Forest Research Institute University
Forest Research Institute University
Shameem S.A.,SKUAST Kashmir |
Shameem S.A.,Forest Research Institute University |
Soni P.,Forest Research Institute University |
Bhat G.A.,University Of Kashmir
Asian Journal of Plant Sciences | Year: 2010
The present study was conducted to estimate the variation in herbaceous community features in terms of diversity, species richness and distribution pattern in the two different ecosystems i.e., site I (pastureland) and site II (forest) in the lower Dachigam National Park of Kashmir, Himalaya. The pasture site is located outside the National Park and is under grazing were as forest site is located inside the National Park and is protected. The study was done on seasonal basis and the results revealed higher trend for diversity(H') at both sites during summer season (site I = 3.03, site II =2.92). However, dominance index was inversely related to diversity index(H') (site I = 0.06 and site JJ = 0.07). Richness index showed maximum value in spring (4.12, site II) and summer (3.70, site I). Equability or evenness index obtained higher value in summer (0.94, site I) and winter (0.96, site II). Comparatively on an average site II showed higher trend in Shannon diversity (site I = 2.435, site II = 2.655), richness index (site I = 2.652, site II = 3.297) and equability index (site I = 0.852, site II = 0.915). The frequently occurred dominant species during prominent season based on IVT at site I were Cynodon dactylon, Salvia moorcroftiana and Thymus serphyllum at site II were Arthraxon prinoides, Fragaria nubicola, Poa annua, Poa sp. and Viola indica. The abundance to frequency ratio (A/F) indicated most of the species performed contiguous pattern of distribution. A seasonal picture depicted contagious> random distribution pattern while regular distribution was reported almost negligible. The study concluded that seasons have great influence on species diversity. During spring and summer season an increase in species diversity was observed which declined as autumn and winter approached mainly due to dry environmental conditions, slow growth rate and other climatic factors. © 2010 Asian Network for Scientific Information.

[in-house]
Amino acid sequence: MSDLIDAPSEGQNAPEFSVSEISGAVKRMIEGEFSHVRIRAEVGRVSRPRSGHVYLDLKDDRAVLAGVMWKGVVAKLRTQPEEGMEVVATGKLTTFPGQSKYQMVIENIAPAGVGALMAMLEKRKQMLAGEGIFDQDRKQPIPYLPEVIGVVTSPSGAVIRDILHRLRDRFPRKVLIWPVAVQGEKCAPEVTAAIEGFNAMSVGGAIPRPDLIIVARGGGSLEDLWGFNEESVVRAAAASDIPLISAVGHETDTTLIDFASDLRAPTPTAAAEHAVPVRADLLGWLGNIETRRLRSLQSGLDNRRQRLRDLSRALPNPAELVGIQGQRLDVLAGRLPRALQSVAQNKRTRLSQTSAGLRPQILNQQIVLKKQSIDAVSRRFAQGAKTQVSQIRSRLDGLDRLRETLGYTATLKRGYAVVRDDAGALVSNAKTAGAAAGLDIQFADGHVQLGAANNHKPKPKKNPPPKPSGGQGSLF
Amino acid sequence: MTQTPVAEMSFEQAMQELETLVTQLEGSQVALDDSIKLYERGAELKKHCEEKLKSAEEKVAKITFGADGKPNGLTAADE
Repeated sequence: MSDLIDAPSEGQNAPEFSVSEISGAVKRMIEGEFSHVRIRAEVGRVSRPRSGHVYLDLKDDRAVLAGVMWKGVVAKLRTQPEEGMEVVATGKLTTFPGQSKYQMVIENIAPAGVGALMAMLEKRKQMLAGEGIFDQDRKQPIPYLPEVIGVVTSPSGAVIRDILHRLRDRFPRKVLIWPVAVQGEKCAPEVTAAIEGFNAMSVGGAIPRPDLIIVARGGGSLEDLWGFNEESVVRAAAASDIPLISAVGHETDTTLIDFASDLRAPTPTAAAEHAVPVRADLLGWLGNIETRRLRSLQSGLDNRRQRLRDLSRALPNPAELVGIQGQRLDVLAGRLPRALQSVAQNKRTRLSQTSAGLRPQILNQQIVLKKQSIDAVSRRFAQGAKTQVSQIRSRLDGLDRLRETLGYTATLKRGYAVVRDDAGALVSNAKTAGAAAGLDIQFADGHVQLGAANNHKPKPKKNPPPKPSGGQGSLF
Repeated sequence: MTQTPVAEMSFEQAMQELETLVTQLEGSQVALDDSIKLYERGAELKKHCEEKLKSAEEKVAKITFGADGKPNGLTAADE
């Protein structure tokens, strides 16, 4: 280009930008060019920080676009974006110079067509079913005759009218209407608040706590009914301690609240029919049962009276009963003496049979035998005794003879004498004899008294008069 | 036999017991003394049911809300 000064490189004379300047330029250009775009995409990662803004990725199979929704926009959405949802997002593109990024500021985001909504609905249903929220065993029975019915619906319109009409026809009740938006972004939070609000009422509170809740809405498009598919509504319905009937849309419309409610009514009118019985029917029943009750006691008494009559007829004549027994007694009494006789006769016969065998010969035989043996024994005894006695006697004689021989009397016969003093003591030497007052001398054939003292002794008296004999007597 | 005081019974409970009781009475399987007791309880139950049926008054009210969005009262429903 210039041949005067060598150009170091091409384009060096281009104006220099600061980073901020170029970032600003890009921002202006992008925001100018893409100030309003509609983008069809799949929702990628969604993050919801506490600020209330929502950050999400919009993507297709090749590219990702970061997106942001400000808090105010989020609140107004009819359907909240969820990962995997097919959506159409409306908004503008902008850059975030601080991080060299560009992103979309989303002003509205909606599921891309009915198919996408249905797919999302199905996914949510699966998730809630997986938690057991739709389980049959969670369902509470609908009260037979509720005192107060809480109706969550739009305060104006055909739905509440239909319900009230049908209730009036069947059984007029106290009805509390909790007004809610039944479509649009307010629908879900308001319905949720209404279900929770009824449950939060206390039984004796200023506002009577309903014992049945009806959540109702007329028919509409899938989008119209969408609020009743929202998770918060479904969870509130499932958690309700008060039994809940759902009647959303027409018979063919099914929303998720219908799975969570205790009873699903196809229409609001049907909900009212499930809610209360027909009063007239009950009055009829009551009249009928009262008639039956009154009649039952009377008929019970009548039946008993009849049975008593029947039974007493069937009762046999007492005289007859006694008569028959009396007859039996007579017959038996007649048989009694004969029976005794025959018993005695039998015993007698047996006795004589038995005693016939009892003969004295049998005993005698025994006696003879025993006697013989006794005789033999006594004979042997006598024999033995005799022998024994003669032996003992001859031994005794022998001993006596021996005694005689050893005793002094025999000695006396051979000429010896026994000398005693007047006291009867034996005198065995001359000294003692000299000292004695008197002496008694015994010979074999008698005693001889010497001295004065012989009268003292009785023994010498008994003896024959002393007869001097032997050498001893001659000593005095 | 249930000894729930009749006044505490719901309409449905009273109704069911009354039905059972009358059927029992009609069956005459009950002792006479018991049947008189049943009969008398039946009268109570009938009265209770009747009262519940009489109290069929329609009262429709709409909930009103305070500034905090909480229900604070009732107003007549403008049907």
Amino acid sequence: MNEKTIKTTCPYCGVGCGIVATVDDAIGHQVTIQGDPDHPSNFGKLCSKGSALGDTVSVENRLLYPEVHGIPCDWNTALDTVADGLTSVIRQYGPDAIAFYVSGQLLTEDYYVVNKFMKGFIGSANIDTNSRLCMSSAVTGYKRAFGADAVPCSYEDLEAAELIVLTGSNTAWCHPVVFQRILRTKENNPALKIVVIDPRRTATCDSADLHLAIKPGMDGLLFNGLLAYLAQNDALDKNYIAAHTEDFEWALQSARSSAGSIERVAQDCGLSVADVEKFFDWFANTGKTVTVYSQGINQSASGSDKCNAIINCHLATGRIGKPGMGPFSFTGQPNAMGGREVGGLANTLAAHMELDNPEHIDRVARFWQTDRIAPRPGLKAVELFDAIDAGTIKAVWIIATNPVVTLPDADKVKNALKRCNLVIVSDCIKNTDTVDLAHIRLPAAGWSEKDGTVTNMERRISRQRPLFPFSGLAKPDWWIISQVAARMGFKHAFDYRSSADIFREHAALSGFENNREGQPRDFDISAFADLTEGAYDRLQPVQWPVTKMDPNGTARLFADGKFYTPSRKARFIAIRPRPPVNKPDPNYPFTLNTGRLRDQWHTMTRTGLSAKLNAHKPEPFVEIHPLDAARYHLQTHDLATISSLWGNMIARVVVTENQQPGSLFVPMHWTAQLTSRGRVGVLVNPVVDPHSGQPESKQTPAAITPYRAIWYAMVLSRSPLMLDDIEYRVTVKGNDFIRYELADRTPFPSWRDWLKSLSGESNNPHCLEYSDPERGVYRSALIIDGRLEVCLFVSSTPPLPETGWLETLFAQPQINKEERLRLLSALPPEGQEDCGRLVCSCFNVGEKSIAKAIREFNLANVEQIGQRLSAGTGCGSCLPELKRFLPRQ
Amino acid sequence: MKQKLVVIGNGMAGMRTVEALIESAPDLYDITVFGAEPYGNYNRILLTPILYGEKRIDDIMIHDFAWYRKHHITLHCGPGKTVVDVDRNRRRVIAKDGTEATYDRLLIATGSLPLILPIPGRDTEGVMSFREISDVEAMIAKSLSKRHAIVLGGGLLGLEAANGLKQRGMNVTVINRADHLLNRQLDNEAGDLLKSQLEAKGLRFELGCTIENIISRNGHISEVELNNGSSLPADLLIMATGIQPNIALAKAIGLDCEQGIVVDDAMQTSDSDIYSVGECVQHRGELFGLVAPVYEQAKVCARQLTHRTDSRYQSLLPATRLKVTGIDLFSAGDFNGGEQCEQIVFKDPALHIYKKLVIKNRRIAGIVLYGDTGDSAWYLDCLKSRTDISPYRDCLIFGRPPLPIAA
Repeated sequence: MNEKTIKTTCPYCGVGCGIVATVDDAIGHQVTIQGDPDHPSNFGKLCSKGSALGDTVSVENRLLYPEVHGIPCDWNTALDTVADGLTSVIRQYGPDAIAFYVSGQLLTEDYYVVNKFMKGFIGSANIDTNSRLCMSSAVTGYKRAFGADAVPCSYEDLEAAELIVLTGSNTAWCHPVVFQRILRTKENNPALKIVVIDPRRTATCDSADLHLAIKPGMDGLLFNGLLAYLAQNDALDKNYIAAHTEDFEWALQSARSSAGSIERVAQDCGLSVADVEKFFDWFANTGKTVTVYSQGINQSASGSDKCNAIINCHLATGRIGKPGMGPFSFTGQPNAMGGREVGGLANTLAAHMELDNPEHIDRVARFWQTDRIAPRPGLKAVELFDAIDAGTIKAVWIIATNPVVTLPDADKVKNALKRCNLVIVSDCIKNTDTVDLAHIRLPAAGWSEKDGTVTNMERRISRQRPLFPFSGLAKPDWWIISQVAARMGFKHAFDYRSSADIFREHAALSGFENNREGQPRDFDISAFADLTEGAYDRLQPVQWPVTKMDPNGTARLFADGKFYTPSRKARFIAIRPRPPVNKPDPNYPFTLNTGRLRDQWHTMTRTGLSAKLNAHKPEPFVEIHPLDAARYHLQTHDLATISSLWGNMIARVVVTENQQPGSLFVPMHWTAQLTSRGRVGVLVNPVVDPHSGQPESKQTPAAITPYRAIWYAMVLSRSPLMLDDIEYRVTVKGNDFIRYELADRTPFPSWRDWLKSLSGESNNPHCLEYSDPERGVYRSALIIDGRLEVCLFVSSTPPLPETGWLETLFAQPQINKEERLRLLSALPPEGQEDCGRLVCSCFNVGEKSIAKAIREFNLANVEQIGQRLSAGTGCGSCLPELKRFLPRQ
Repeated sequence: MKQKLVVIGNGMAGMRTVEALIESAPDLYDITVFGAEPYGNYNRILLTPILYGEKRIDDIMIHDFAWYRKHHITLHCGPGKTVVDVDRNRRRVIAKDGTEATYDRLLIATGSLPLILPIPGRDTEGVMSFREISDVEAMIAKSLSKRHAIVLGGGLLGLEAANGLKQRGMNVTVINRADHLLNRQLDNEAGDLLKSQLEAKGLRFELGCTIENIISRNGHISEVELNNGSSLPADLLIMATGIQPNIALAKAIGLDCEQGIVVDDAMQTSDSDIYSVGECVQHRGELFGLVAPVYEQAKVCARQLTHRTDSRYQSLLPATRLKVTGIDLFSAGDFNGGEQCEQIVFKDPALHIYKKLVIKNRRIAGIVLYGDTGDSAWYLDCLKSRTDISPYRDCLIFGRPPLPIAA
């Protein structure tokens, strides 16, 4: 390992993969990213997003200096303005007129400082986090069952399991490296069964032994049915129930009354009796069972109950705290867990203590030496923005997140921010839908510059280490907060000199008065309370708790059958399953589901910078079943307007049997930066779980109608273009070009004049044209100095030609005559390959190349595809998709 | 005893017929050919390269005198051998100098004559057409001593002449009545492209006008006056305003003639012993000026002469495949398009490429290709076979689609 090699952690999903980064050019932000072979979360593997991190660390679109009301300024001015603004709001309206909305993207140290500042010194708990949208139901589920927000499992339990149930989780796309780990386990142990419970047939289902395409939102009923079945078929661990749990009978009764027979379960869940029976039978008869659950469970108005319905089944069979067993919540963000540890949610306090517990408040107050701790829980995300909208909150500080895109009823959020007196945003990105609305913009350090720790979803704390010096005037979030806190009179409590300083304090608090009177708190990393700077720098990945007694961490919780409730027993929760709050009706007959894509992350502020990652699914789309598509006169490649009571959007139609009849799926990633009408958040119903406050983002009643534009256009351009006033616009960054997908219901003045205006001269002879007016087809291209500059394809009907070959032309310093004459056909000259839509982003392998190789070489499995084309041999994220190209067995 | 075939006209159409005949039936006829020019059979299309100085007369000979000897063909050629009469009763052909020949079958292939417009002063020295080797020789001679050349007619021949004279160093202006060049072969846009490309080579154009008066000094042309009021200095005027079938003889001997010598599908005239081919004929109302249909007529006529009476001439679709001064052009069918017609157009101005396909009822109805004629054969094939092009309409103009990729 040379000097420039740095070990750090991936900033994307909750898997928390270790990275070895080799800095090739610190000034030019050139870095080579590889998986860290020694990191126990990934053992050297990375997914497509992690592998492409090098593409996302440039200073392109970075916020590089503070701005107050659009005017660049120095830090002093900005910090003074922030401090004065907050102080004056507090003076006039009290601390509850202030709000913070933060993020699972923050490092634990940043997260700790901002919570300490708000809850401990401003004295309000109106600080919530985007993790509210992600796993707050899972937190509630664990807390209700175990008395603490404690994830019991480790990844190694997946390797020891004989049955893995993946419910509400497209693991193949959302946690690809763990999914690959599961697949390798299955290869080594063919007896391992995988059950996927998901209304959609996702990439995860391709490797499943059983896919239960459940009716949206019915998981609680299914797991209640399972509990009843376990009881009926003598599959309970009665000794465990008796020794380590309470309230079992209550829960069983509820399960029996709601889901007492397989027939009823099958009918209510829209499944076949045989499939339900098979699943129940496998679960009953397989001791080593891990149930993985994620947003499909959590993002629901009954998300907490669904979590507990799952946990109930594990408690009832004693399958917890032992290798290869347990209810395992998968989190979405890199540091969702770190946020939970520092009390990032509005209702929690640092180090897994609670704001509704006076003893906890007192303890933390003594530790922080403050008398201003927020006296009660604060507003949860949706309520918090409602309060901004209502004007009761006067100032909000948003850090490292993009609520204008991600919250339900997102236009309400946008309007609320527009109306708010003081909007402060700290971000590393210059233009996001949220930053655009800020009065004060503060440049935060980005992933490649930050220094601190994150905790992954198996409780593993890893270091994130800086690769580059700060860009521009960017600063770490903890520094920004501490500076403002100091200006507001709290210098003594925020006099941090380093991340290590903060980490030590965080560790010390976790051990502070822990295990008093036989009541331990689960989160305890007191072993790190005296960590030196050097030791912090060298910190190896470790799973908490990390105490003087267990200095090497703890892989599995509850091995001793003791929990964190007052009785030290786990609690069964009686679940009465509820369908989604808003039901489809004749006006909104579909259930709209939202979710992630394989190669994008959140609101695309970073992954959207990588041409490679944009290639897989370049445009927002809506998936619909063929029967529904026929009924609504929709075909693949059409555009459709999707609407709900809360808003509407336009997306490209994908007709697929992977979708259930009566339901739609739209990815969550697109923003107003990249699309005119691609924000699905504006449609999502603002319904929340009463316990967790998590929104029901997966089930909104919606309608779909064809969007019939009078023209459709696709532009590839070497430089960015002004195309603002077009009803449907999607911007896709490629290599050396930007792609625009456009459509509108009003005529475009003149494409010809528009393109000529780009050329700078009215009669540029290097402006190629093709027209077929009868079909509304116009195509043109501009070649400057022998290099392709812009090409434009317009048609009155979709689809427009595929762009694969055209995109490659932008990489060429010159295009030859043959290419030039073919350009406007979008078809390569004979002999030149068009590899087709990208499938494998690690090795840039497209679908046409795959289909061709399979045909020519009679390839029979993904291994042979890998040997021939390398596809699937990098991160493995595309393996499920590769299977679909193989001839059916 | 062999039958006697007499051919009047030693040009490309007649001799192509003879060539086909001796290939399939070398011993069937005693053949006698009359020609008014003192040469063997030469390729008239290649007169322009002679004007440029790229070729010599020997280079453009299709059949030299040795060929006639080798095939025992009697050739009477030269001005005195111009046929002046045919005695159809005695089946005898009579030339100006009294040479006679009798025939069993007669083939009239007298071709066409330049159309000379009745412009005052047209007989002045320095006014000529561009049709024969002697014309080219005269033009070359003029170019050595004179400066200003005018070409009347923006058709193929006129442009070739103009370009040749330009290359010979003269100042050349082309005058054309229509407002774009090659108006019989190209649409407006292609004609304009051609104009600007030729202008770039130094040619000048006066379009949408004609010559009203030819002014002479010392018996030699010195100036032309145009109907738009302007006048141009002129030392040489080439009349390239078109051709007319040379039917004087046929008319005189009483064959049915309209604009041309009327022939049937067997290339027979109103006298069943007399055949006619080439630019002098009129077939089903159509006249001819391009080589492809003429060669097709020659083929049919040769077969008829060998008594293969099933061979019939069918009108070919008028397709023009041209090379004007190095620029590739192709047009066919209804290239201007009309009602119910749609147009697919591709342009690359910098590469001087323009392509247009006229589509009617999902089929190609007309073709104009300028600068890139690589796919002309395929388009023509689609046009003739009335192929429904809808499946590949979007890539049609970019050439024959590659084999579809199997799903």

Rastogi A.,McGill University |
Rastogi A.,Forest Research Institute University |
Badola R.,Wildlife Institute of India |
Hussain S.A.,Wildlife Institute of India |
Hickey G.M.,McGill University
Biological Conservation | Year: 2010
This study tests the potential utility of Stakeholder Analysis to Protected Area management. Using Corbett National Park (CNP), India, as a case study, Stakeholder Analysis (SA) was used to identify important stakeholder groups and assess their relationships, relative power and importance. This exercise was undertaken to assist the managers of CNP with future strategy formulation and implementation. The results demonstrate SA to be a simple, yet effective, method that can help PA managers understand the social dimensions of their undertaking, without waiting for long-term policy changes. The results reveal possible stakeholder alliances, and those that may need strengthening to guarantee the welfare of CNP. Divergent opinions on the same issue were also discovered. This underlines that addressing low levels of knowledge and misplaced information may be of strategic importance in reducing conflict against a PA. This research also helps theorize previously unexplored relationships among stakeholders in India, using the framework of Stakeholder Theory. Repeating the exercise on a regular basis could help PA managers monitor stakeholder interactions and political positions over time. © Elsevier Ltd.